Psalm 89:5



Verse 5. And the heavens shall praise thy wonders, O Lord. Looking down upon what God had done, and was about to do, in connection with his covenant of grace, all heaven would be filled with adoring wonder. The sun and moon, which had been made tokens of the covenant, would praise God for such an extraordinary display of mercy, and the angels and redeemed spirits would sing, "as it were, a new song."

Thy faithfulness also in the congregation of the saints. By which is probably intended the holy ones on earth. So that the "whole family in heaven and earth" would join in the praise. Earth and heaven are one in admiring and adoring the covenant God. Saints above see most clearly into the heights and depths of divine love, therefore they praise its wonders; and saints below, being conscious of their many sins and multiplied provocations of the Lord, admire his faithfulness. The heavens broke forth with music at the wonders of mercy contained in the glad tidings concerning Bethlehem, and the saints who came together in the temple magnified the faithfulness of God at the birth of the Son of David. Since that auspicious day, the general assembly on high and the sacred congregation below have not ceased to sing unto Jehovah, the Lord that keepeth covenant with his elect.



Verse 5. The Heavens, etc. Now, for this kingdom of his, the heavens are said to praise his wonders, which is spoken of the angels, who are often called the heavens, from their place; as in Job it is said, "The heavens are not clean in his sight." And these knowing the wonders of that covenant of grace, they, even they are said to praise; "The heavens shall praise thy wonders, O Lord" In the Hebrew it is "thy wonder", or "thy miracle", in the singular number, which, in Ephesians 3:10 , the angels are said to adore: and in

Luke 2:14 , to "sing glory to the Highest"; for his grace to man is that miracle. Now the material heavens do not praise the mercy of God, or the grace of God, or the covenant of grace, or the throne of grace that is established in the heavens. They understand nothing of Christ; no, they do not so much as materially give occasion to man to praise God for these: and therefore this is meant of the angels; and most interpreters understand the next words of them: Thy faithfulness also in the congregation of the saints, angels, and the holy ones made perfect, for there the great congregation is. For even in the heavens, who can be compared to the Lord, where all his angels thus do praise him? Who among the sons of the mighty, of all the powers of the earth, can be likened unto the Lord? for he is the "King of kings, and he is the Lord of lords;" a God above all gods, even angels themselves, as elsewhere the Psalmist hath it. And he says not only, There is none like thee; but, Who is like unto thee? his excellency so exceeds. And in Psalms 89:7 , he is there presented with all his saints and angels round about him, as one that is greatly to be feared, or that is terrible in himself, by reason of his greatness, in this his council and assembly of his saints, and to be had in reverence of all that are about him. For saints and angels, they are of his council in heaven (as might be shewn), and encompass the manifestation of his glory there round about. --Thomas Goodwin.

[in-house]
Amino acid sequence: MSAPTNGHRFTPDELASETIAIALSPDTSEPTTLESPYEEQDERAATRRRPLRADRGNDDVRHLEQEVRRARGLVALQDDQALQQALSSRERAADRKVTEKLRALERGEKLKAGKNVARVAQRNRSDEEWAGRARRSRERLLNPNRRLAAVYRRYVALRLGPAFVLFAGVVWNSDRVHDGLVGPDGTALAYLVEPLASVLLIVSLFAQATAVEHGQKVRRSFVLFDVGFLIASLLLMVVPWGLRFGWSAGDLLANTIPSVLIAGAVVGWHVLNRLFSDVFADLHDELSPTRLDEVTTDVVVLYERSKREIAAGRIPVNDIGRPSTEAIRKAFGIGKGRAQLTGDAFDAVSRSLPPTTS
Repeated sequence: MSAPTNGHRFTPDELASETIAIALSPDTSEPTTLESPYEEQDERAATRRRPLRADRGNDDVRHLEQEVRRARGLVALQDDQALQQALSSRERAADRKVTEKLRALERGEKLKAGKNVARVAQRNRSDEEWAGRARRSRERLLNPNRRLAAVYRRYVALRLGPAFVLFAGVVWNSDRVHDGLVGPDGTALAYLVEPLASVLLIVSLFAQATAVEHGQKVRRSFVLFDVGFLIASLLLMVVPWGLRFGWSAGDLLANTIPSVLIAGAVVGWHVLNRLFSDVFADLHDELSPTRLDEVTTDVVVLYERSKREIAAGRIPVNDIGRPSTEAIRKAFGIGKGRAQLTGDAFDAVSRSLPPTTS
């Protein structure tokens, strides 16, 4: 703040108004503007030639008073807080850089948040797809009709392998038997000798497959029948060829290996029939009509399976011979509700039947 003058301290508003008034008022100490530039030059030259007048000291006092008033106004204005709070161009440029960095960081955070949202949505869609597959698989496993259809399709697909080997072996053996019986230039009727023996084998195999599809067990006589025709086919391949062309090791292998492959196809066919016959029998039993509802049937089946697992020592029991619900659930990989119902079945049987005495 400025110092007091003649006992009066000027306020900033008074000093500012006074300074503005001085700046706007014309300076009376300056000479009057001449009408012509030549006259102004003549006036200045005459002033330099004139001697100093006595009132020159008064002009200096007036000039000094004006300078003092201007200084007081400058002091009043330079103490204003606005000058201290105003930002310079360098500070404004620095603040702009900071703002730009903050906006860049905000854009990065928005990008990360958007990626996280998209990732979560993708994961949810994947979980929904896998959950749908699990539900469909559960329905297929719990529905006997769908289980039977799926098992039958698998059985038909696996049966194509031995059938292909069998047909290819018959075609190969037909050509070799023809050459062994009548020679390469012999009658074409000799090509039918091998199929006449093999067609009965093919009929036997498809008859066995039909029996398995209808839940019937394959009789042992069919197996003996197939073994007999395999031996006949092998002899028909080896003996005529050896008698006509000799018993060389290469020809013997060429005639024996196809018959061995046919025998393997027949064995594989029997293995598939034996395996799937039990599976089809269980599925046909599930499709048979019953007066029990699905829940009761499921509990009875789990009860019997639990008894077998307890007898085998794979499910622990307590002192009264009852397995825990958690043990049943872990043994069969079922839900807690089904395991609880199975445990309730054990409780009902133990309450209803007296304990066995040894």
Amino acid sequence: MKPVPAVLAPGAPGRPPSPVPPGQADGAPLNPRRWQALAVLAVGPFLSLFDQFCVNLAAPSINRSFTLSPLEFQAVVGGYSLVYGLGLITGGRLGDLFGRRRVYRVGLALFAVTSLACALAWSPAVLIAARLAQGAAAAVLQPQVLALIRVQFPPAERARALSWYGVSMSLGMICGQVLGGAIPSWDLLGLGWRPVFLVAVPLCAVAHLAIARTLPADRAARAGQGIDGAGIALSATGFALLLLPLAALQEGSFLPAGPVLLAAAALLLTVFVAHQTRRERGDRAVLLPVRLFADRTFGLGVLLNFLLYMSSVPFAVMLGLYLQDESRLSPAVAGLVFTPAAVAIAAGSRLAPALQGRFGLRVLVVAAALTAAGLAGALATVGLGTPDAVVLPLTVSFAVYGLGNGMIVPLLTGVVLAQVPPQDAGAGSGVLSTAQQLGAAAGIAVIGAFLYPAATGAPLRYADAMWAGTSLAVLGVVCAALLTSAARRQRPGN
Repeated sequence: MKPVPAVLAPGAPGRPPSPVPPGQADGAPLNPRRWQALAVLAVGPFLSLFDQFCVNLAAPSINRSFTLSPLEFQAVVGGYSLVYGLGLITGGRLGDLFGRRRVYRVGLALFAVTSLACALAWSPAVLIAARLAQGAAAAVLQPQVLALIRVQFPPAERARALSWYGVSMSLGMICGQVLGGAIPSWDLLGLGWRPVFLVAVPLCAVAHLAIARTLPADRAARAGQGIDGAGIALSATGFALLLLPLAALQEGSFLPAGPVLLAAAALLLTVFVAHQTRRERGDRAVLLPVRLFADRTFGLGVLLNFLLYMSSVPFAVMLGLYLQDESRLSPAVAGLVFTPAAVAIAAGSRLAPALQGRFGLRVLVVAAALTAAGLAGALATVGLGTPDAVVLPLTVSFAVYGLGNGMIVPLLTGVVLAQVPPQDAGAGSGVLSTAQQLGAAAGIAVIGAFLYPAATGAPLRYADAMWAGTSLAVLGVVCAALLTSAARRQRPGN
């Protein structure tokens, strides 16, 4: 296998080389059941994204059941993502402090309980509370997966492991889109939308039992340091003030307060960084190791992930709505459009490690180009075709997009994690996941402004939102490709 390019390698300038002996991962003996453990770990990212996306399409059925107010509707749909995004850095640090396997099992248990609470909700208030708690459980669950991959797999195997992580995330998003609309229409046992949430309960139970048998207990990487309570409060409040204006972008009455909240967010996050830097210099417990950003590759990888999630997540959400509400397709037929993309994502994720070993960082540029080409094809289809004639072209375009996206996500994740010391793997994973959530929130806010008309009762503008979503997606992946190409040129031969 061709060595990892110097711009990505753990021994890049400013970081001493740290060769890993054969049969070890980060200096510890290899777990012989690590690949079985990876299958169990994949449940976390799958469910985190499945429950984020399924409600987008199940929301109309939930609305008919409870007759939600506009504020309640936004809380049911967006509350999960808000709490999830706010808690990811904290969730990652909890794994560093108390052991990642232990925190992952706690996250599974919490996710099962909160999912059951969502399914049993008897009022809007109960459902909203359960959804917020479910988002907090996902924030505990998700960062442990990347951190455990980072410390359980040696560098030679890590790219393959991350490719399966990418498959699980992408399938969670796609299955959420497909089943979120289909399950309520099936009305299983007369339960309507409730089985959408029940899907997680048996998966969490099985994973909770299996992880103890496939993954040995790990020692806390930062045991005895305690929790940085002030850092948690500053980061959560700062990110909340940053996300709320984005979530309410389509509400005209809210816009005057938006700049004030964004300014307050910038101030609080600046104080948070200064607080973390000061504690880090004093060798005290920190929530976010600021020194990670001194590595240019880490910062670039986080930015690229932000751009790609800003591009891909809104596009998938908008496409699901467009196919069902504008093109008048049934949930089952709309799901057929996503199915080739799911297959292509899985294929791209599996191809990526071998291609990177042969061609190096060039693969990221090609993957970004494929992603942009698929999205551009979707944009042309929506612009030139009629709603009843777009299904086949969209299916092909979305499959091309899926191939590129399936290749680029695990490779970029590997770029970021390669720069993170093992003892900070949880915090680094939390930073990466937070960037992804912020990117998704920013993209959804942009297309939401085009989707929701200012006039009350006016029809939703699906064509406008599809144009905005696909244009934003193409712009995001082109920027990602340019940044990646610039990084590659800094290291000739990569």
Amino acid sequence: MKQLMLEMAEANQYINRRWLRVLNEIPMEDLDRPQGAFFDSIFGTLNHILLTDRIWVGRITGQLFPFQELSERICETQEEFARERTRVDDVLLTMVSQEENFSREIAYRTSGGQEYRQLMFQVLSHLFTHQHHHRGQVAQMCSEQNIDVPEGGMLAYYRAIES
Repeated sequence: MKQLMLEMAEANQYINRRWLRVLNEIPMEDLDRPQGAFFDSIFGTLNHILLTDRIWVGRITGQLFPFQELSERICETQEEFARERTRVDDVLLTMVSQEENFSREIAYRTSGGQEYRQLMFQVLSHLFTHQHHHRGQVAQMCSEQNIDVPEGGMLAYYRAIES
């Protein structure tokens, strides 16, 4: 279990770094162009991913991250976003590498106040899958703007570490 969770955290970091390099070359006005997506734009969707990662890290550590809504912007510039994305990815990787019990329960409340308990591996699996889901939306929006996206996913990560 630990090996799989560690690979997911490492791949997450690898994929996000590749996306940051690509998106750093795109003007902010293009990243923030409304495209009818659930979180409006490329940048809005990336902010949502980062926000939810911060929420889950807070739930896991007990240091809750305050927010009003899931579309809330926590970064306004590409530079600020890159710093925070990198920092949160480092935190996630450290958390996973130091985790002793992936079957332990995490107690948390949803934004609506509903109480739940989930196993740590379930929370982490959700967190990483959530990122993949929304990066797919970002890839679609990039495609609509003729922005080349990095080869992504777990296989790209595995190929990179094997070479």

Verse 5 Thy wonders, etc. As the heavens are a proof of God's power, in respect of his first framing them out of nothing; so are they a pattern of God's faithfulness, in their constant and orderly motion according to his word since their framing: The heavens shall praise thy faithfulness also. However the power and faithfulness of God may be seen and heard in the work and speech of the heavens by all men, yet are they not observed and hearkened unto except in the Church by God's children: therefore saith he, They shall praise thy faithfulness also in the congregation of the saints. --David Dickson.

Verse 5. Thy wonders. Thy wondrousness (literally, wonder), not "Thy wondrous works", but "Thy wonderful mysterious nature and being", as separate and distinct from all created beings. --J.J.S. Perowne.

Verse 5. Thy wonders, etc. It is a wonderful salvation, it is such a salvation as the angels desire to pry into it; and it is such a salvation, that all the prophets desire to pry into it; it is almost six thousand years since all the angels in heaven fell into a sea of wonder at this great salvation; it is almost six thousand years since Abel fell into a sea of wonder at this great salvation; and what think ye is his exercise this day? He is even wondering at this great salvation. --Andrew Gray, 1616.